Tom Glocer on news and newspapers
Wednesday 25 February 2009
The Reuters journalist who reported Thomson Reuters' Q4 results on Tuesday has added something that was not included in the wire story: the public thoughts of CEO Tom Glocer on news and newspapers.
“During a conference call with reporters, I asked Chief Executive Tom Glocer, who ran Reuters before Thomson Corp bought it, what the company plans to do regarding investing in news,” Robert MacMillan wrote in a Reuters blog.
“I also asked if the company could ever be in the market for another print newspaper. Remember that Thomson Reuters likes to tout the fact that Thomson Corp long ago got out of the newspaper business, thinking there was more of a future in electronic information that you make people pay a lot of money for.”
Glocer on news spending:
“We’ve continued to invest in news and we think 2009 is a very good year in investment for us both in terms of having brought in some of the journalists who have joined from Thomson Financial, but also investments we’re making in new editorial systems, in the video, multimedia presentation of news. So I think one of the good things about the strength of our financial performance is that we can continue to invest when a lot of pure media companies aren’t.”
Glocer on getting “back” into the newspaper business (“I asked whether the Financial Times or the New York Times-owned International Herald Tribune would be good fits, specifically. But why not The New York Times? Everyone with more than a few pennies to rub together is a candidate to buy it these days.”):
“[Thomson was] so early in getting out of newspapers that now to go back in when our business model is so focused on professionals and so overwhemingly electronic doesn’t make a lot of sense to me. … If there were a fantastic information product that was 95 per cent electronic and five per cent a print output device, we would do it - maybe - if it otherwise made sense. I’m not convinced that we know how to run a newspaper any better than the ones running them today.”
Earlier, Glocer said on his blog that newspapers remain dead but journalism is alive and well.
Reporting on a panel debate at the World Economic Forum annual meeting in Davos on the health of the media with Steve Forbes of the eponymous magazine; Jonathan Nelson of Providence Equity Partners, the media-focused buyout firm; Shobhana Bhartia of the Indian Parliament and the Hindustan Times; and John Graham of Fleishman-Hillard, the global PR firm, he wrote:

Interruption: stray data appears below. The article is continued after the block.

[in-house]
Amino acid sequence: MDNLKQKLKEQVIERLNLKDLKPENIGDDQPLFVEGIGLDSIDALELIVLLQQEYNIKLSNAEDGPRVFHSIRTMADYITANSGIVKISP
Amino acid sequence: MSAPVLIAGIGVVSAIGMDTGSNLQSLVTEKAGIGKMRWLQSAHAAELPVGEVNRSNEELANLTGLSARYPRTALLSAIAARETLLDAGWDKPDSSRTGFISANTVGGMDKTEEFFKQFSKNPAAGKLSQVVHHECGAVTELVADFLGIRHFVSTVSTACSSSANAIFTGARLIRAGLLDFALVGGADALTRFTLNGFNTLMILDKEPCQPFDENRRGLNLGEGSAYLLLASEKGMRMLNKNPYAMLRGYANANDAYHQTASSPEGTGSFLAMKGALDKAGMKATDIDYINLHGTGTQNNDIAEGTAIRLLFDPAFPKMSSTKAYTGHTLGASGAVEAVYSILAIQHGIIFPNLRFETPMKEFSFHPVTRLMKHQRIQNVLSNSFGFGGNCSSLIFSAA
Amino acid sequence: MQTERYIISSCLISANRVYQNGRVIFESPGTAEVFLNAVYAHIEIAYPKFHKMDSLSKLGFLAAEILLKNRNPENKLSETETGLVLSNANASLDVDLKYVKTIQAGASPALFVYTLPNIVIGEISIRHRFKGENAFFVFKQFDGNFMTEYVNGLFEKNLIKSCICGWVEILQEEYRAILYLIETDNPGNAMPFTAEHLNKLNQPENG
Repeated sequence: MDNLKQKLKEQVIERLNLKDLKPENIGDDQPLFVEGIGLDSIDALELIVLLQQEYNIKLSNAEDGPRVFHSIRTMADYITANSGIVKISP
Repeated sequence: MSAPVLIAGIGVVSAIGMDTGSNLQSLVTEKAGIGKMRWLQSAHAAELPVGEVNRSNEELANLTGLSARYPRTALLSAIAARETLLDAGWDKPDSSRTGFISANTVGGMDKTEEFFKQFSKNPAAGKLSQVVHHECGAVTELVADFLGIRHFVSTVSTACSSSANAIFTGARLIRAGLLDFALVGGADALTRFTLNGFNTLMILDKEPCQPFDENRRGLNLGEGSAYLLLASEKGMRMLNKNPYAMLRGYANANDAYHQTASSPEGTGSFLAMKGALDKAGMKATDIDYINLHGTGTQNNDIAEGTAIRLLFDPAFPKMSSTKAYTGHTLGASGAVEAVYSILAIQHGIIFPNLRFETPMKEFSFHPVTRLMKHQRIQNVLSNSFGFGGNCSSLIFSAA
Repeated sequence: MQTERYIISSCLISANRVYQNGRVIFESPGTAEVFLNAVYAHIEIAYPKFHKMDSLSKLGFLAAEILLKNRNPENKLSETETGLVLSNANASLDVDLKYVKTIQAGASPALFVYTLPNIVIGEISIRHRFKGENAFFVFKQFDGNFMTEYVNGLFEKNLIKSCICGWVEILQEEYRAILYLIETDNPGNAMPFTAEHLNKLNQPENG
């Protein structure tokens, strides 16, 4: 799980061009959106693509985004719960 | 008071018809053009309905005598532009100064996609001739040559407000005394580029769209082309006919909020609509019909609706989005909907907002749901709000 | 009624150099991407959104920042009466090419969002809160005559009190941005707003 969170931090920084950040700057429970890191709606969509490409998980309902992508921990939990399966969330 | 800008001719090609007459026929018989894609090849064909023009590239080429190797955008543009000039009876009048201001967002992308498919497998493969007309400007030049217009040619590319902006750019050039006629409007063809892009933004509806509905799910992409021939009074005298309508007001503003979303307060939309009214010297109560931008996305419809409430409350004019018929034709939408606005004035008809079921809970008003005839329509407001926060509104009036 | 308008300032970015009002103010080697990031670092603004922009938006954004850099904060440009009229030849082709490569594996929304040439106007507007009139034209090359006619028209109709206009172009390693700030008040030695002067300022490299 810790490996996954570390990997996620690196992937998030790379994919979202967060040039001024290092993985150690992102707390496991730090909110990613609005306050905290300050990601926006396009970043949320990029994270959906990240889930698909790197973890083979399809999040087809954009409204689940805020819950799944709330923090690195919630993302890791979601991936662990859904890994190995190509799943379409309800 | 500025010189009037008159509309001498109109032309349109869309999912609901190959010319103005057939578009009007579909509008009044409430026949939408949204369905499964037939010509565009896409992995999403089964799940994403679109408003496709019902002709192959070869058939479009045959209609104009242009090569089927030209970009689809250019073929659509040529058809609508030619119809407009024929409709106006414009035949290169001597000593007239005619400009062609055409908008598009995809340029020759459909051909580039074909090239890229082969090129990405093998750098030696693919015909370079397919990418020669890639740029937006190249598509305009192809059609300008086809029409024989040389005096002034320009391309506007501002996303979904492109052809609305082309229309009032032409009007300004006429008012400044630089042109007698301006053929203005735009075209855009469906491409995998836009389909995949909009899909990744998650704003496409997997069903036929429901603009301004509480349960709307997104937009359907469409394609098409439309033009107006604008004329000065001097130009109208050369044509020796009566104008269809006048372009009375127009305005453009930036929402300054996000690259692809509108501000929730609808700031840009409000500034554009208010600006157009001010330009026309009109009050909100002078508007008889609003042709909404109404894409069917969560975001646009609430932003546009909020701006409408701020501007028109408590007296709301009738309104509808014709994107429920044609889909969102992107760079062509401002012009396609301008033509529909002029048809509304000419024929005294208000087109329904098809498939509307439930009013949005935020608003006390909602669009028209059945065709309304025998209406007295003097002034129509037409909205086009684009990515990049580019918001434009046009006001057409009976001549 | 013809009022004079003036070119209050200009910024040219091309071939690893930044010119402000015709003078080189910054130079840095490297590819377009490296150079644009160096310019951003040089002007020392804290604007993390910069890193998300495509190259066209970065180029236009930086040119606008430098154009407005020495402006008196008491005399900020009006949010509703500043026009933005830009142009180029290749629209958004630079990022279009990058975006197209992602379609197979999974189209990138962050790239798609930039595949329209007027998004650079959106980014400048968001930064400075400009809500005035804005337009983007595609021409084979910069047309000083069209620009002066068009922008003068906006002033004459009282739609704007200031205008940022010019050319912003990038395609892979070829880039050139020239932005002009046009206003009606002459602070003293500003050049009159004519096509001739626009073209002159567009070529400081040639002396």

“While we broke little new ground, the discussion was uncharacteristically animated for a 9:00am audience. While Luddites and Refusniks remain, there seems to be growing acceptance of the point I and others have been making for years: Newsprint is an output device, not an end in itself. What matters is quality journalism which can and does thrive in multiple media.
“There are several advantages of paper: it is light to carry, highly legible, and can be folded, written upon and read on the train or in the small tiled room. However, paper has its limitations: it is relatively expensive, must be physically delivered, is less environmentally friendly than digital bits, and cannot be easily searched or processed. This latter point has resulted in the near destruction of the print newspaper model as classified advertising has fled online.
“While these trends are not universal (Shobhana reminded us that newspapers in India continue to thrive), the combination of these structural challenges with the tremendous cyclical pressures being experienced in most markets should not make one optimistic about the future of the print-only model.
“Instead, of lamenting that the Fourth Estate is dead, we should celebrate the innovations of the current age that can now be applied to telling the story, such as blogs, wikis, IPTV, social media, the mobile web, Kindle, electronic ink, etc.. For those who can make the leap while not abandoning their journalistic values, new audiences await.”